Some people have argued that there is no way to prevent the use of multiple pseudonyms on the net, that it is possible today and that the new crypto technologies will provide even easier techniques tomorrow.
This is an oversimplification, as Tim May points out. "Is-a-person" credentials can be used to determine whether someone is a "True Name" or not, which is really what Larry Detweiler wanted to know. Here is one way they might work.
(To make this clearer, it is best to think in terms of the equation, pseudonym == public key. A pseudonym is a public key. We think of pseudonyms as being names, like "wonderer" or "sam hill", or perhaps as email addresses, like "email@example.com". But from the point of view of cryptography, these are just frills. The important thing is the key. With a public key, a pseudonym can sign his messages, so that nobody else can successfully pretend to be him. He can read messages sent to him, messages which no one else can read. If he has to switch email addresses he can do so and still maintain his identity by continuing to use the same key. It is his key which is his real identity on the net. OK, back to the is-a-person credential:)
An is-a-person credential could be structured identically to the digital coins used in Chaum's simple digital cash proposal. You would go to the credentialling agency and provide some unique form of identification, something that no one else could forge. Today this might be a thumbprint, or in the future it could perhaps be a DNA scan. However, you do not have to identify yourself by name. They don't need to know who you are; they only know that you are a living, breathing human being, one whom they have not seen before. (There could be more than one credentialling agency, but they would all share a database of thumbprints or whatever.)
You choose a special public key which you will use for all of your True Name activities on the net. This public key will be used to sign messages which you want to prove are from a real person. Any message sent with that signature is known to be from a True Name and not from a nym. Only one True Name exists per person.
Note that this True Name doesn't have to be your real name. If you want to always post under John Q. Public and use this special key for that purposes, you can do so. But you won't be able to post under any other name, including your own, as a True Name, not unless you use that same key. And of course if you do, people will be able to know that you are the same as John Q. Public since you are using the same signature key.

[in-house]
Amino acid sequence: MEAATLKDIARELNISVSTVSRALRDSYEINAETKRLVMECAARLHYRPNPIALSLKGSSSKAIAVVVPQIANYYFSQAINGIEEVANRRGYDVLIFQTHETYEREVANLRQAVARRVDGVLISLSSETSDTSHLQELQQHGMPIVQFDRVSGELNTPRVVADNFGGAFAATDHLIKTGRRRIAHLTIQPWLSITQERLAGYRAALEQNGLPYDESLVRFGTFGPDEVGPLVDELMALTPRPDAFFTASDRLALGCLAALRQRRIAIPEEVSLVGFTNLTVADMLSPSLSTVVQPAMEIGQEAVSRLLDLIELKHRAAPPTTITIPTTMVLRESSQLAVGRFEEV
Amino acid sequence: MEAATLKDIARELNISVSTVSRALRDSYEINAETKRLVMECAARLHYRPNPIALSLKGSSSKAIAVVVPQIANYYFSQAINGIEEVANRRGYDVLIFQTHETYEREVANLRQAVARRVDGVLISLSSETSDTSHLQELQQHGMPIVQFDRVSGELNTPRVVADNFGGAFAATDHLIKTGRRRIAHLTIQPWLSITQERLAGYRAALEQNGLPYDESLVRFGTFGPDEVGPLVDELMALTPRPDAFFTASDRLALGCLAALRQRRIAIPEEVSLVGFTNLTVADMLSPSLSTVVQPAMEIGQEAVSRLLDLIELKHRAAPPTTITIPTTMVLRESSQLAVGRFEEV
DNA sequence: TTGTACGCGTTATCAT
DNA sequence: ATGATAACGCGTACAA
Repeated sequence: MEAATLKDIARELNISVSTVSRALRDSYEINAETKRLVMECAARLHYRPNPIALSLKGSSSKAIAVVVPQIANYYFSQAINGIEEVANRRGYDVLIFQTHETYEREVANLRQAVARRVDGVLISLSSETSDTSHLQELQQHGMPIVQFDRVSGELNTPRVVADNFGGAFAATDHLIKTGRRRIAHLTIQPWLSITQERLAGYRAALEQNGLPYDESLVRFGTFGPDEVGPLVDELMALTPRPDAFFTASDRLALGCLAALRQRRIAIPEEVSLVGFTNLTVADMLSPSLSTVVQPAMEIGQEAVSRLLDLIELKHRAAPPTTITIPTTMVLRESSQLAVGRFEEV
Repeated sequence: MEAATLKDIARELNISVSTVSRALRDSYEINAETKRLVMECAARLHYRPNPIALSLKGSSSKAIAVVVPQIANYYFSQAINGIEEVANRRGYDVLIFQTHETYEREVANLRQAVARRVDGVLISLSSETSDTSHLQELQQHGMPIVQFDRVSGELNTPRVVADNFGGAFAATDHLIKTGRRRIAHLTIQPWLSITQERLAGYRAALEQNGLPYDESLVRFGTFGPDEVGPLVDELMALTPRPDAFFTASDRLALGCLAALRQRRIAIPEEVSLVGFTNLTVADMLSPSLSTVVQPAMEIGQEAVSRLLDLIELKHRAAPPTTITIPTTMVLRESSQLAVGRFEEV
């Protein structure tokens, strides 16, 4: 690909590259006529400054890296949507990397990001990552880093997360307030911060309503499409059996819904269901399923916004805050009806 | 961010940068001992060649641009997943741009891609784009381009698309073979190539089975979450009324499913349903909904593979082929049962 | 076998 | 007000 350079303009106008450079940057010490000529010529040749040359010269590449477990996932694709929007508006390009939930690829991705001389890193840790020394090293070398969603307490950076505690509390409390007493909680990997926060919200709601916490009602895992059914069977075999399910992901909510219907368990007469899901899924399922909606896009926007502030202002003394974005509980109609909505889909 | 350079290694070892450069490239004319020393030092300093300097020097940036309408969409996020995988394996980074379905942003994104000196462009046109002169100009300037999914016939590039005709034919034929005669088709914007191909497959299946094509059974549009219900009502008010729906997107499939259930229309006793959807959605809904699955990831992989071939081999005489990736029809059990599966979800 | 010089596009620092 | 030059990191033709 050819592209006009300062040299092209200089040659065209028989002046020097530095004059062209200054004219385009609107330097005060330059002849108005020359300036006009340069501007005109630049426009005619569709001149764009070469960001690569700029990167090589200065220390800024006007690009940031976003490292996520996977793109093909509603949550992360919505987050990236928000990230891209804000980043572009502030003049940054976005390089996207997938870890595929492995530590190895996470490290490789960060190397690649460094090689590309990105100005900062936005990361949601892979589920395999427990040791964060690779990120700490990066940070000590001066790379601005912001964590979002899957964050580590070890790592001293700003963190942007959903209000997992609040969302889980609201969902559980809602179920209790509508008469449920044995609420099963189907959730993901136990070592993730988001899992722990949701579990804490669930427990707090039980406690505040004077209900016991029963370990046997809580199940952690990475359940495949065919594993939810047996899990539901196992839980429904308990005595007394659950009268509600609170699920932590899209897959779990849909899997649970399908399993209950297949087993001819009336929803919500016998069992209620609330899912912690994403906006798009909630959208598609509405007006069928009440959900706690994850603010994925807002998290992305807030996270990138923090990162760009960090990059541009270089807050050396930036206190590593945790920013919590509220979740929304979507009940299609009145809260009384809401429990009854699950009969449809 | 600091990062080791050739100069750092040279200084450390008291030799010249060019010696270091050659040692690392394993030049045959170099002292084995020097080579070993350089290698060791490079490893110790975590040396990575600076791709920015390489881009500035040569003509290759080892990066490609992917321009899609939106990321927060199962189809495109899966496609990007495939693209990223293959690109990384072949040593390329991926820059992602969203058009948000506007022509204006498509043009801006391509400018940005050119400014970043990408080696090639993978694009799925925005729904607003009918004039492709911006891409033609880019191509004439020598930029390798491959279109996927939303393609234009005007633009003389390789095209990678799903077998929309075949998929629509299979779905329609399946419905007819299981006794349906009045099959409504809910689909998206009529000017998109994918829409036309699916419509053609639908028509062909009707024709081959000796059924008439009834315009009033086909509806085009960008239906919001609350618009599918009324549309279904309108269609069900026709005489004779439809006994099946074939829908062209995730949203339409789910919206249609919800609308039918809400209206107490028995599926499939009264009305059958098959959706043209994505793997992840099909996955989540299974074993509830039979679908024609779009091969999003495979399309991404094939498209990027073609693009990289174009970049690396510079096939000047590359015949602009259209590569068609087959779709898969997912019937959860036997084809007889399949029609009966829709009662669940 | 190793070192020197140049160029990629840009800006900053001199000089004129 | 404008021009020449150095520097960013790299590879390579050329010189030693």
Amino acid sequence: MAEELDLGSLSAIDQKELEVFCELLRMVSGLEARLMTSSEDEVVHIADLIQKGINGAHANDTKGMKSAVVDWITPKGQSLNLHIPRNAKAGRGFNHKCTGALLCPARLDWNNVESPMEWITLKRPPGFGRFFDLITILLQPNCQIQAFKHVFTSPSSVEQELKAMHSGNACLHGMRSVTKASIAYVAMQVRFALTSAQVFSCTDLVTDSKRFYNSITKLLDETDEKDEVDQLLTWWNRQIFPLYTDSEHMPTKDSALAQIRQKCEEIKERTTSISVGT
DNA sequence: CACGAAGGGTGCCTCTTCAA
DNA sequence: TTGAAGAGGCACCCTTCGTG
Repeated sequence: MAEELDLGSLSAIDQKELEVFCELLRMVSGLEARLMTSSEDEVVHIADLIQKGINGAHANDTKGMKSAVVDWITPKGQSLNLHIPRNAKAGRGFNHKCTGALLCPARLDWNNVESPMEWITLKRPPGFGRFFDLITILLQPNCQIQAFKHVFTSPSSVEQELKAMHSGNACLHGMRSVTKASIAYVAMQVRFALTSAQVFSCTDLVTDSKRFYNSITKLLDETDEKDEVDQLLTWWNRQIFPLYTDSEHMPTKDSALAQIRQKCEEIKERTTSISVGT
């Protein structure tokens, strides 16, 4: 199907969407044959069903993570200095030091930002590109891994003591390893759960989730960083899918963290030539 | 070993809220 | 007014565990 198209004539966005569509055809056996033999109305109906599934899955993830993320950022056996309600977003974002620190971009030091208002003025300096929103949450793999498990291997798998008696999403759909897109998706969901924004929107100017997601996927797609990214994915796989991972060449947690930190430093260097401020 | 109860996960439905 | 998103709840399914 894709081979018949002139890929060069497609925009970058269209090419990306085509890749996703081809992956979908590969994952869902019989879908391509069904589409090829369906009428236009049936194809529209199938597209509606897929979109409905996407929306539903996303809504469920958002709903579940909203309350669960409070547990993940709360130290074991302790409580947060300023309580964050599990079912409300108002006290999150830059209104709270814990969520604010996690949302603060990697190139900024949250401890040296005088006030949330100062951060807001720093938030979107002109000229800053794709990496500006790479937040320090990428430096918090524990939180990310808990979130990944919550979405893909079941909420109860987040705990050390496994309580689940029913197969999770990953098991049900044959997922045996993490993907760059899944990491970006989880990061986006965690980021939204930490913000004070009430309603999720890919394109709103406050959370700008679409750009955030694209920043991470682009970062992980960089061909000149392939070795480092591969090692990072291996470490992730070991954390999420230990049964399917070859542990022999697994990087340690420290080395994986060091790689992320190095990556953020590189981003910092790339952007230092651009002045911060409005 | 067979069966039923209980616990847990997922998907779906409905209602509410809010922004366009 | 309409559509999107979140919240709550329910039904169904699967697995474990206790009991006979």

The way this is established is that you take your True Name key, which we'll call TN, and do as was done for Chaum's cash: pass it through a one-way function f, and blind with a random number r^3: f(TN)*r^3. You give this to the credentiallying agency when you come in with your thumbprint, and they sign it by taking the cube root. This is f(TN)^(1/3) * r. Back home, you divide by r, getting f(TN)^(1/3).
This is your True Name certificate. You can submit it to a public key registry along with TN; anyone can calculate f(TN) and verify the credentialling agency's signature. People will therefore know that this key is the only one belonging to some real person which is signed in this way. Only one such key can exist for each person.
So, if people claim to be posting under True Names, they can prove it very easily, by using their True Name key, signed by a credentialling agency. People can still post under as many nyms as they want, but only one gets to call itself True.
Note that this solution doesn't reveal very much about the person. Because the certificates are blinded by r^3 when they are signed, even the credentialling agency has no way of knowing which thumbprints are associated with which True Name. (So, actually, it wouldn't be a problem if the agency got your name and address when you came in - this still couldn't be linked with your postings if you didn't want it to be.) Nobody is forced to even use a True Name when they post; they could use nothing but nyms. On the other hand, if people want to reserve certain conferences for True Names only, they can. There is tremendous flexibility to have as much or as little use of nyms as people want.
So, people should not be so quick to claim that crypto can only be used to increase anonymity. It is a powerful technology that can be used to increase our control over information in many ways. Chaum's papers continue to amaze me with what is possible.